Clockwise: Wheat in a field, flint corn, kamut grains, and the Svalbard Global Seed Vault.

Most of us get our food from the grocery store, not the fields where it grows. But if you really want to understand where our food comes from — and the potential threats to the food supply — you have to think about seeds.

Woman in mirror

Suzanne O’Sullivan on what medical science is missing about mysterious illnesses. 


With help from Freud, neuropsychologist Mark Solms locates consciousness in choice.

Throughout history, we've been surrounded by substances that seemed benign and innocent in our food, in our gardens, in our medicine cabinets — until we realized they could be slowly killing us.


Can science conquer death? It may seem like an absurd question, but some people think it's possible. In this hour of To The Best Of Our Knowledge, we'll meet Aubrey de Grey, a maverick English scientist who's identified seven major kinds of molecular and cellular damage. He thinks we can prevent...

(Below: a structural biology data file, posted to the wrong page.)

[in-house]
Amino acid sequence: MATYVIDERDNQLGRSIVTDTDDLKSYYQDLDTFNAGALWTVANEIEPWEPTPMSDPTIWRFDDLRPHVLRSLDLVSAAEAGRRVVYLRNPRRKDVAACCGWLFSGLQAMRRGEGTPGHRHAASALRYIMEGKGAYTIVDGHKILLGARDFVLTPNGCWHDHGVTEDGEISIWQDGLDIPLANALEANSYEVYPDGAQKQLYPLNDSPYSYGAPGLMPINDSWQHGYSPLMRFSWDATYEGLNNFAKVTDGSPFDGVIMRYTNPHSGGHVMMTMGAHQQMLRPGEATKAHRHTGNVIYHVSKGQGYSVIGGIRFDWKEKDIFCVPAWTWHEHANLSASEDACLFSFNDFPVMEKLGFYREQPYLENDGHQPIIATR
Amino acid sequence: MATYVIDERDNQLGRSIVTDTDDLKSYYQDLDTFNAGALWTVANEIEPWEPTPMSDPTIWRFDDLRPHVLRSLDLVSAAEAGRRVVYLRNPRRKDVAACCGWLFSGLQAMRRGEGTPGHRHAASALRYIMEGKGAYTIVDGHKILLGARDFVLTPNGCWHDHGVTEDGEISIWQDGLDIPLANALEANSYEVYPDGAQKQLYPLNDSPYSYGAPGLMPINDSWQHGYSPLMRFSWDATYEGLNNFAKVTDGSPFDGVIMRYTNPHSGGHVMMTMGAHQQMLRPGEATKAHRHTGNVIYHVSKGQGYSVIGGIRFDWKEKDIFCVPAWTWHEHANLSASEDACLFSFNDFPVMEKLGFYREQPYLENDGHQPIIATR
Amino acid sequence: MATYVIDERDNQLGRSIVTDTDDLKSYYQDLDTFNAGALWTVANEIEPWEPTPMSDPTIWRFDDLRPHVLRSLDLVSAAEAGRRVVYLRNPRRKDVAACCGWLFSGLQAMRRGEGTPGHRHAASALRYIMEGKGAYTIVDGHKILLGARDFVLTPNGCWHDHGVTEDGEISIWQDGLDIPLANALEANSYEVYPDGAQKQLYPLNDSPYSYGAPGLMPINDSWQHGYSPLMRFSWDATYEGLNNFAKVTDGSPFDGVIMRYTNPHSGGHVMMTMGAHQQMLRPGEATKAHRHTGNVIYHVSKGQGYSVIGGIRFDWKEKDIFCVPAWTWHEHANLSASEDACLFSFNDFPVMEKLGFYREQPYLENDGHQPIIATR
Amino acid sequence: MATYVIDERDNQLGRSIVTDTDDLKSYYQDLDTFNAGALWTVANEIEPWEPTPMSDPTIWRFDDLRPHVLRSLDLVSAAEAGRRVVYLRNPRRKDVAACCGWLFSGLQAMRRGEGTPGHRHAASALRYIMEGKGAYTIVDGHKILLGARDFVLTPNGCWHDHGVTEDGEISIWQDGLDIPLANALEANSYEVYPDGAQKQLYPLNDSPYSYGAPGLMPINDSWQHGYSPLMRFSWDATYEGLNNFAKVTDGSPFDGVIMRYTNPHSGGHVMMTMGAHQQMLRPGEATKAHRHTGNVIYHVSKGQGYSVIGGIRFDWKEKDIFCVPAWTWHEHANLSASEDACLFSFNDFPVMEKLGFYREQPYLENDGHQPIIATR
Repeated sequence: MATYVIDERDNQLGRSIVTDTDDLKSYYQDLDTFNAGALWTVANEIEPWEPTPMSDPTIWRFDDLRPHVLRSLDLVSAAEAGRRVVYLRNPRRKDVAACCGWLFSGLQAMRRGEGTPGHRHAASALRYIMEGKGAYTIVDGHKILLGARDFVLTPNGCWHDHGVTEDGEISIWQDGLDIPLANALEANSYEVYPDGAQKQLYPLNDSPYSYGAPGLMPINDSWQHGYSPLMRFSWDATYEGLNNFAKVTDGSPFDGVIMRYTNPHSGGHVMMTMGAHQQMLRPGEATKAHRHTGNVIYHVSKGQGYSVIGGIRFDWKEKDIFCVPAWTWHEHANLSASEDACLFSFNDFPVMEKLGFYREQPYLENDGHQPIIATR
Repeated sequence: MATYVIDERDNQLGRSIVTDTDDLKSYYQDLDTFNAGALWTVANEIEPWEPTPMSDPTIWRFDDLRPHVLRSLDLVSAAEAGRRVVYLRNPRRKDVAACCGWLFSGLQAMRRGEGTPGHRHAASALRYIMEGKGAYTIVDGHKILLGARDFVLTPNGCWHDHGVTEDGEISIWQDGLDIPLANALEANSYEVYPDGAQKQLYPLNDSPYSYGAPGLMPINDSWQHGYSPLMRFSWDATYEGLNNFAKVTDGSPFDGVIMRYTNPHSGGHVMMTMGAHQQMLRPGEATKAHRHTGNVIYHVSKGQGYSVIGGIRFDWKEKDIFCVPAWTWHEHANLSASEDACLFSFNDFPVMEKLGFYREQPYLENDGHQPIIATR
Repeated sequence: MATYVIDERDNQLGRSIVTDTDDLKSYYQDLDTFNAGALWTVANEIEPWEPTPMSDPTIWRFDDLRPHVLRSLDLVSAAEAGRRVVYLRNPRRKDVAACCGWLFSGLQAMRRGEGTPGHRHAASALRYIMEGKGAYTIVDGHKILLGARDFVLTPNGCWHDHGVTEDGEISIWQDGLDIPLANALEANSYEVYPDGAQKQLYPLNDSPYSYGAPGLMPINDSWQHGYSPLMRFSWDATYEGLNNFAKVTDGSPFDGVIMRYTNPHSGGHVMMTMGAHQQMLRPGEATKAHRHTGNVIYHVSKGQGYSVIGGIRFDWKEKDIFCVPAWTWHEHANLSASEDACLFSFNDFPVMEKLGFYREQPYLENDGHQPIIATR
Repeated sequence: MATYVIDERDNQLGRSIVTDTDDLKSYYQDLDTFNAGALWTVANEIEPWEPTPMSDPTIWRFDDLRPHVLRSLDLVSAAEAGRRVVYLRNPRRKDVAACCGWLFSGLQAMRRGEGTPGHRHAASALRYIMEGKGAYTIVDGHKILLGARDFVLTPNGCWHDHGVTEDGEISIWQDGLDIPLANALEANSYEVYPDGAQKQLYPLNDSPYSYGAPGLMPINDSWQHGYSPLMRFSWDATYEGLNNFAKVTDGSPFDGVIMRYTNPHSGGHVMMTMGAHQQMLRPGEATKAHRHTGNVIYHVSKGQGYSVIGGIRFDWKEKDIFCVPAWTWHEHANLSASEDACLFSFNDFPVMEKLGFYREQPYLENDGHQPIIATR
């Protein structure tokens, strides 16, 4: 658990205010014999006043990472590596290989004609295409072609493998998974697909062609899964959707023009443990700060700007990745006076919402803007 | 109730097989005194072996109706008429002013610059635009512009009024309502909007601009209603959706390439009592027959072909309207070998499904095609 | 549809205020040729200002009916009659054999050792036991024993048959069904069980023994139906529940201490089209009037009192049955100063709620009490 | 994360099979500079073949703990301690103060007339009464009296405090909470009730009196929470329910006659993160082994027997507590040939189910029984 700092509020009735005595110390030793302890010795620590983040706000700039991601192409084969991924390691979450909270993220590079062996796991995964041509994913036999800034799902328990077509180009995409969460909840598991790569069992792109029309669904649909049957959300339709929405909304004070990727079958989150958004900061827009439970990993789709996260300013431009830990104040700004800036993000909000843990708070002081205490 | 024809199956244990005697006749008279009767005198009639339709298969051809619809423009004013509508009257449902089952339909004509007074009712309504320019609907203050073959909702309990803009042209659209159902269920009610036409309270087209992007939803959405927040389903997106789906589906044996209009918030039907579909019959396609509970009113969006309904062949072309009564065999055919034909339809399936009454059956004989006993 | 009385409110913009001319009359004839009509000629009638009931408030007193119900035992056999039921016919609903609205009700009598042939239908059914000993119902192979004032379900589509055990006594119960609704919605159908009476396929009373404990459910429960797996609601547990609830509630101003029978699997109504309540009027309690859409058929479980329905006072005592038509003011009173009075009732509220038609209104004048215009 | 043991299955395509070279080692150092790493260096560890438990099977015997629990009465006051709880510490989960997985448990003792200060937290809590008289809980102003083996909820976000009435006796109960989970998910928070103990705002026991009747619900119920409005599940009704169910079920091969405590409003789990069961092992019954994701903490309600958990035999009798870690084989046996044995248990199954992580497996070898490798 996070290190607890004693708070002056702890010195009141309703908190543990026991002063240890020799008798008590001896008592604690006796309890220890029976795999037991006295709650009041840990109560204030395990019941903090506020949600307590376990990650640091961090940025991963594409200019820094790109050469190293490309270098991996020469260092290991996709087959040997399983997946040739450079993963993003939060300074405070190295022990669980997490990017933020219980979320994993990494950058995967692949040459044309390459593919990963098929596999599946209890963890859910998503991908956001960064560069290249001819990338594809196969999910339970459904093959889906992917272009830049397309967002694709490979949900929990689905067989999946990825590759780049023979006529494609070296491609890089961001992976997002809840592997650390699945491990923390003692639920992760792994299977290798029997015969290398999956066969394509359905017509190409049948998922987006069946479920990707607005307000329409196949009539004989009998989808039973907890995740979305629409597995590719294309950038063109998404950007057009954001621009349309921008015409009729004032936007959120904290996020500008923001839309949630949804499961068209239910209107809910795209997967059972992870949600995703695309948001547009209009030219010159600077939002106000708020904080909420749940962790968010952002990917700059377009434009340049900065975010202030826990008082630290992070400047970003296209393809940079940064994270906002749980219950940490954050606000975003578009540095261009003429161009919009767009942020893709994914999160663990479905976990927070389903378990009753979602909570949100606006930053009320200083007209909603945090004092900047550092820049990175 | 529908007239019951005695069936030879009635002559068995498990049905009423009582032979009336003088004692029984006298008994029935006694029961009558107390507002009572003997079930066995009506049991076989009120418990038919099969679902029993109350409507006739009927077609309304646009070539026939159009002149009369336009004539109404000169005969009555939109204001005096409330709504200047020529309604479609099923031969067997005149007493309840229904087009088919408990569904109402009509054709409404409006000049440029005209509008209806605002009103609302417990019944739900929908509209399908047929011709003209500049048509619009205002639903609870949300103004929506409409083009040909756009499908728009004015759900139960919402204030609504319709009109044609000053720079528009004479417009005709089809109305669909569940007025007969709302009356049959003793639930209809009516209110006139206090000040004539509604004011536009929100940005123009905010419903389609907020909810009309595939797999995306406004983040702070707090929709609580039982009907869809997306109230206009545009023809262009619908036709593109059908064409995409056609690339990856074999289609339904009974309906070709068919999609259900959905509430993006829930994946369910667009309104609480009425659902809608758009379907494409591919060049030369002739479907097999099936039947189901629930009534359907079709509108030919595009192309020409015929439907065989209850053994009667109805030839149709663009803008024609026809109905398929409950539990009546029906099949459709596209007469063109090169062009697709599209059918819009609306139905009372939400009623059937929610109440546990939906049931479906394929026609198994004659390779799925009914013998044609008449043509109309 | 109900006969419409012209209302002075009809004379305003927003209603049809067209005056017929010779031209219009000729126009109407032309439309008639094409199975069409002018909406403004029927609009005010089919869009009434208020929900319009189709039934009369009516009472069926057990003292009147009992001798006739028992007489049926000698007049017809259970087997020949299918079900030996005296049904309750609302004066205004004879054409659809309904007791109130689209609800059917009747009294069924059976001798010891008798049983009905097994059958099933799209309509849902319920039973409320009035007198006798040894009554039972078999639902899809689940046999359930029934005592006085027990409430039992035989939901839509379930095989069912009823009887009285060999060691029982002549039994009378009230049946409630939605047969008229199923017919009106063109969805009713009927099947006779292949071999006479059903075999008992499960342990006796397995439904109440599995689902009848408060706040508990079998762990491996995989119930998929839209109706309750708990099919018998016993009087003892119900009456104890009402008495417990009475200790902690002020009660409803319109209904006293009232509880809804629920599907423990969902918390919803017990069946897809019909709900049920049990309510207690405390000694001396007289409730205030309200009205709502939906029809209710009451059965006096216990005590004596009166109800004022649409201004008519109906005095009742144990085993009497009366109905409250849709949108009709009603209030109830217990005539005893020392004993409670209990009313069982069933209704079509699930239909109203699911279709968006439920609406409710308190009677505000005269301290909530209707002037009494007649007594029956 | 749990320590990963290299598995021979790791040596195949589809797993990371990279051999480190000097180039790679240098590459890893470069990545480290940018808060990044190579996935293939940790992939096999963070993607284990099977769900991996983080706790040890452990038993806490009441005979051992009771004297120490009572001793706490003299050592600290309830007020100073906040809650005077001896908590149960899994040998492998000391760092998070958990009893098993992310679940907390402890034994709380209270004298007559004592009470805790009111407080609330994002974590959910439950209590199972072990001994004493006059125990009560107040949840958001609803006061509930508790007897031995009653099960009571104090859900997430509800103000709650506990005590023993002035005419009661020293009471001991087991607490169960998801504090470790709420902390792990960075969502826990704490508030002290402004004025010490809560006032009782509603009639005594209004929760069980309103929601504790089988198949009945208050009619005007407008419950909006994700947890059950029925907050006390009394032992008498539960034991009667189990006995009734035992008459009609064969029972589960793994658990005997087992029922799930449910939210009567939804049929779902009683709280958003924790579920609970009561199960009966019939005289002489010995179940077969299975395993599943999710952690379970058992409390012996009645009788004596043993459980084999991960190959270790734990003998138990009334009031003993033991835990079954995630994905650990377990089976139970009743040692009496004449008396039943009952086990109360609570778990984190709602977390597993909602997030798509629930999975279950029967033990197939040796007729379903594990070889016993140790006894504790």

city at daybreak

Every sixty seconds, 259 new people show up in the world's cities. No one is building housing for them. No government is planning for them. In this hour of To the Best of Our Knowledge we'll explore the evolving city in a world of a billion squatters, with another billion on the way.

Bruno Latour

Bruno Latour straddles disciplines, from sociology to philosophy, and for the last four decades has been a formidable intellectual presence around the world. His new book digs deeply into debates about nature, culture, and the Anthropocene.

The original 1947 cover of the Bulletin of the Atomic Scientists

In 2018, we have a lot more to be anxious about than just nuclear weapons.


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